A mix of post Convenanza festival sadness and overly caffeinated as a consequence of being back in the studio for a music production burst. I have to be full to the brim with coffee before I can motivate myself to make new music.
Can you talk to us more about your singles “To The Half Moon” and the video collaboration with Robert Bell?
To The Half Moon references, um, a journey to The Half Moon pub, in South East London, near my home. The original was a conscious attempt to weld something at the dubbier end of the spectrum with Arabic or Indian strings. But it came out sounding redolent of early John Barry, with those dulcimer – type notes. And the remix is by Rich Lane, who I didn’t know personally but who is responsible for 2 of the best remixes of the last few years, in the form of his versions of Steady Stae, by Steady State and Y Llwynog by The Long Champs. I wanted some of that fairy dust on one of our new tunes. And I think it’s fair to say we got it.
Rob is the partner of Lamis – Lamis works with us sometimes and who is a very accomplished musician in her own right…Rob is an artist who has designed covers and videos for people like Joe Goddard and Hot Chip and we are always blown away by his stuff. So he kindly agreed to help us out and make a couple of videos – he did similar with our last EP. Make sure you have not drunk or smoked heavily before tuning into his films for us, or we can’t be held responsible for the loss of marbles you will experience.
Did any event in particular inspire you to write this track?
See above – the local pub. But there is also something evocative in the idea of a half moon, I go night fishing in desolate places and the moon orientates me…and a half moon evokes certain kinds of tides, which is relevant in a fishing context.
The single comes off your EP Rude Rudex – what’s the story behind the title?
It’s the return of rudeness, after 3 other glorious Eps. Redux meaning return and all that. Also I love John Updike and I have always liked the title of his book Rabbit Redux.
How was the recording and writing process?
Each tune gets bashed out roughly in a half day or so and then, over weeks or months, initially I return to it for an hour or 2 here and there, before Owain gets much more involved, making everything sound better. Actually on this EP Owain was involved right upfront with me in constructing the initial pieces of music that I then subsequently buried into on my own, before returning to him to finesse stuff.. When Dave is around, he helps in a similar capacity to Owain. If live instruments are involved, they are typically deployed in the early stages of the process – so musicians will work with us then. Where a vocalist gets involved, that’s often at later stages, when all the music and sounds are buttoned down.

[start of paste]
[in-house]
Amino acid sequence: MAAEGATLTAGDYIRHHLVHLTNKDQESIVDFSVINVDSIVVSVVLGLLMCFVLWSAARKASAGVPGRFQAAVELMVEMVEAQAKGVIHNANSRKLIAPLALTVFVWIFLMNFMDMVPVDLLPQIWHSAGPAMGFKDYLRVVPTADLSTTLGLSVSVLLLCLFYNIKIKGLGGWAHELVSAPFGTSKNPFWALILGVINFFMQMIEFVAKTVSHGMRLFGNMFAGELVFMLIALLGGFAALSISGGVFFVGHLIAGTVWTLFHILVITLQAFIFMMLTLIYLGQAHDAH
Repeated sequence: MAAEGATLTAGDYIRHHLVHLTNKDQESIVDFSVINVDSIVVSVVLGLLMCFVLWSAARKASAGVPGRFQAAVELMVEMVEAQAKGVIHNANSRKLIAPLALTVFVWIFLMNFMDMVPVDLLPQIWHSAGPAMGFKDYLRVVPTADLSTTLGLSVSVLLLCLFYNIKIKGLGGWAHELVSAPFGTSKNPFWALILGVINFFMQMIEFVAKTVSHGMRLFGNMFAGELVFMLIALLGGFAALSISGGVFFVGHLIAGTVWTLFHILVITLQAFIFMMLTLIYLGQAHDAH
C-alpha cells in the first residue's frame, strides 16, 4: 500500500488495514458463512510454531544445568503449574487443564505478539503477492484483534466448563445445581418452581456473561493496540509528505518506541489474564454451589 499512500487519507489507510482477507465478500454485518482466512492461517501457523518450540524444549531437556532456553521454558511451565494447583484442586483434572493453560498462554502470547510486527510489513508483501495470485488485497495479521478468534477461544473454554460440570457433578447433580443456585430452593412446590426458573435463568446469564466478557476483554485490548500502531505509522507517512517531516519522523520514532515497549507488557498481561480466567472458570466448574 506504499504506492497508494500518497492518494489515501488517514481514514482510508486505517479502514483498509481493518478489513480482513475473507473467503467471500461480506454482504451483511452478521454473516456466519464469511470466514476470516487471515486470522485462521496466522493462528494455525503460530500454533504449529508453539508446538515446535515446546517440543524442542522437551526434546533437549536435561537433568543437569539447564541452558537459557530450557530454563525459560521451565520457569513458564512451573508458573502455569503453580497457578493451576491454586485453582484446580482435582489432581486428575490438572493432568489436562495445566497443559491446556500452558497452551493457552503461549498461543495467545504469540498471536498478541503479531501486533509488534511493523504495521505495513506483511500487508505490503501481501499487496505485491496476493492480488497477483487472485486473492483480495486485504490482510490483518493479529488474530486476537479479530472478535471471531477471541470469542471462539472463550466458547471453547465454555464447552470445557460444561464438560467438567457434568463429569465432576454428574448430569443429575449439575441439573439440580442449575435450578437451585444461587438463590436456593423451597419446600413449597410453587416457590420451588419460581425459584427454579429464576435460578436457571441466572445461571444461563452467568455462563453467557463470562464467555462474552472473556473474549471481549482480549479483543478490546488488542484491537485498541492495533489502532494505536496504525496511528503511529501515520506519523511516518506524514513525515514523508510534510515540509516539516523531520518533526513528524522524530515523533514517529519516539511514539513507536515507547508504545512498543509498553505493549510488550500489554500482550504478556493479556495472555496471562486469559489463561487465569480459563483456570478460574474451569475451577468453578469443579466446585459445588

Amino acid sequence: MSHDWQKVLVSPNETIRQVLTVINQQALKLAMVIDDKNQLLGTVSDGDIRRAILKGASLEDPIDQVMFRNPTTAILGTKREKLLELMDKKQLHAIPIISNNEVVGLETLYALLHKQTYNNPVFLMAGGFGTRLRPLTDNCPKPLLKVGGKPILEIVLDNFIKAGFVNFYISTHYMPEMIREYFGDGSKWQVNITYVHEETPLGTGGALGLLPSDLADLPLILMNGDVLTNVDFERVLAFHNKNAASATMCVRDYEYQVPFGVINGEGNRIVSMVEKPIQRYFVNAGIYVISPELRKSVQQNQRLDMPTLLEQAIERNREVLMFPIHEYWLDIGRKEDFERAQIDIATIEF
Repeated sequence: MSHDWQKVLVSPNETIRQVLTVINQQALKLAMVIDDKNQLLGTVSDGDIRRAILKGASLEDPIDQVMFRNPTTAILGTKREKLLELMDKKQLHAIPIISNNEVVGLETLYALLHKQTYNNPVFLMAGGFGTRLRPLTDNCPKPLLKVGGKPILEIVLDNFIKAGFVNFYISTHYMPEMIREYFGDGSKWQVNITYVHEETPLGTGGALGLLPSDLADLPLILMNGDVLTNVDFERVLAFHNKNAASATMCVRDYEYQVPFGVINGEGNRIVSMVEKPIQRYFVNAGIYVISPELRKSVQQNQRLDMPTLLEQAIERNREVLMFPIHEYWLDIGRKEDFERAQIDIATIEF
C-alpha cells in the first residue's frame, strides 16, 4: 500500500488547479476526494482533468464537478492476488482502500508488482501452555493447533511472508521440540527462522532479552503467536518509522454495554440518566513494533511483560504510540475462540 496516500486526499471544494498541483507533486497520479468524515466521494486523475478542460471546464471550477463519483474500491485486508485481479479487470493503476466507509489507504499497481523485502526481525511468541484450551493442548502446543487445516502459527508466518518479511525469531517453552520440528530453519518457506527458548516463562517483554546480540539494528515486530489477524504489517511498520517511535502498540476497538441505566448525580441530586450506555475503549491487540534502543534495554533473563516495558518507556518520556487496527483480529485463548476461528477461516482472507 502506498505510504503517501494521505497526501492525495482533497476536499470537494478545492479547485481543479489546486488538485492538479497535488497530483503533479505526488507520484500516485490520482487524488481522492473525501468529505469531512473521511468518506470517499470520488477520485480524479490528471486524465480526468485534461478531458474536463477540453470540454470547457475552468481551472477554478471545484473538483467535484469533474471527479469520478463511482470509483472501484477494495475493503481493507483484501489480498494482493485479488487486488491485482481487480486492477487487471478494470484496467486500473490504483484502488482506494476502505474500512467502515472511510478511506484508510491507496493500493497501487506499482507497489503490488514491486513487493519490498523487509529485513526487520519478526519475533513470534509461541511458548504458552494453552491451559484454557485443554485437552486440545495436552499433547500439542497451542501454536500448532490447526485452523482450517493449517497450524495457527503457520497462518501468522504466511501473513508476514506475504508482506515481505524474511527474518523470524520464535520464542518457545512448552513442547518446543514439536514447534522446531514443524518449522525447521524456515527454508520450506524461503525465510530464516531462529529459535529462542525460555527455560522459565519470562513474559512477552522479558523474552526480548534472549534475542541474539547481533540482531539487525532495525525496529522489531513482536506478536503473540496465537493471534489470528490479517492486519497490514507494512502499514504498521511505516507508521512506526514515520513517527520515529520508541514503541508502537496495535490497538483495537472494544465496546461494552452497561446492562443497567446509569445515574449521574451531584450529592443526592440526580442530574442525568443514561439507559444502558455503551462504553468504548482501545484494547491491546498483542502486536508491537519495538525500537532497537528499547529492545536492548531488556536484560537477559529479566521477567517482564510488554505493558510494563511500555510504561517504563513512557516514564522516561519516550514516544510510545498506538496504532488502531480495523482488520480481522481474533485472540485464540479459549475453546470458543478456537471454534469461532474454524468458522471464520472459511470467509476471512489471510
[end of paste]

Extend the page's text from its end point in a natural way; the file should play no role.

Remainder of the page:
How does your different background and age influence your music?
We have a much broader range of references than the norm but the overall sound drivers remain rooted in things we all respect – dub, for example.
Where did you find the inspiration for the music?
Dub; the sound of low slung, lower speed dancefloors like ALFOS; the Balearic ethos – more anything goes, rather than the sound of Ibiza, to be honest; bands like One Dove from the 90s; Rich Lane’s kick drum sound was oddly inspirational this time round (“Owain, why can’t our kick sound massive like the one on that Steady State remix?”); Sarf London; the occasional beer, etc.
Any plans to hit the road?
We may do – a friend runs a very hip bar/ club in Oslo and has asked us to do something live. And Owain has live engineered for everyone from Lemon Jelly and Paul Oakenfold, to Paul Weller and various current house and techno bods, so we periodically mumble and mutter about doing something beyond DJing.
What else is happening next in Rude Audio’s world?
Recording new tracks as we speak, waiting for Owain to return from being on tour with someone or other in Japan and for Dave to return from Oz, before sitting down and working out if we need to involve others for vocals, or guitar, or keys. I reckon we will be well on the way to having 4 or 5 new tracks ready by this Winter. We have our eyes on a very big influence on us to remix one of the new tracks, especially in the wake of the support he has given to our current release. In the meantime we will also continue to DJ at the monthly music and art shows at Flaxonptootch on the first Thursday of each month in Kentish Town. http://www.flaxonptootch.com